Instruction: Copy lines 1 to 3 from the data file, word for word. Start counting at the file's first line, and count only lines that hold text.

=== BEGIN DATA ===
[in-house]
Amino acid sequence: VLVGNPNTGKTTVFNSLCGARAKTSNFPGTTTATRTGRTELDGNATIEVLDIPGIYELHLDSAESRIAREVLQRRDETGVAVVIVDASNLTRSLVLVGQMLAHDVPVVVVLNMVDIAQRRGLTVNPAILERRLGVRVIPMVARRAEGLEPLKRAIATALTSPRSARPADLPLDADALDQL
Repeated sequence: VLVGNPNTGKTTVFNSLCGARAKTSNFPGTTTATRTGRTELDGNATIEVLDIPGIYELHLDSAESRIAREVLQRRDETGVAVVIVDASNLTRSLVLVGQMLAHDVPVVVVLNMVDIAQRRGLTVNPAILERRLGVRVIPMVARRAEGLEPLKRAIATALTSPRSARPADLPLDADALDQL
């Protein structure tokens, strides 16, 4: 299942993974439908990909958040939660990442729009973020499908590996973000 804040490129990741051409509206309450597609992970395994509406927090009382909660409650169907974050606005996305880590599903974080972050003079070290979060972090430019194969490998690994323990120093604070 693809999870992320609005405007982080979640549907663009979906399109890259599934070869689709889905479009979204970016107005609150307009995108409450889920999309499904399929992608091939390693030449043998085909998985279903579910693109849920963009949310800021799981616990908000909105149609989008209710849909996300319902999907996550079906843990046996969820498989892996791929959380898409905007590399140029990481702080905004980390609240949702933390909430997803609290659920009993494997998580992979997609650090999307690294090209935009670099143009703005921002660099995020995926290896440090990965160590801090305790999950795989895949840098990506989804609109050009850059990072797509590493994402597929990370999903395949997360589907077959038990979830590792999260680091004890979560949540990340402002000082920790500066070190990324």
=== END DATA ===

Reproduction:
[in-house]
Amino acid sequence: VLVGNPNTGKTTVFNSLCGARAKTSNFPGTTTATRTGRTELDGNATIEVLDIPGIYELHLDSAESRIAREVLQRRDETGVAVVIVDASNLTRSLVLVGQMLAHDVPVVVVLNMVDIAQRRGLTVNPAILERRLGVRVIPMVARRAEGLEPLKRAIATALTSPRSARPADLPLDADALDQL
Repeated sequence: VLVGNPNTGKTTVFNSLCGARAKTSNFPGTTTATRTGRTELDGNATIEVLDIPGIYELHLDSAESRIAREVLQRRDETGVAVVIVDASNLTRSLVLVGQMLAHDVPVVVVLNMVDIAQRRGLTVNPAILERRLGVRVIPMVARRAEGLEPLKRAIATALTSPRSARPADLPLDADALDQL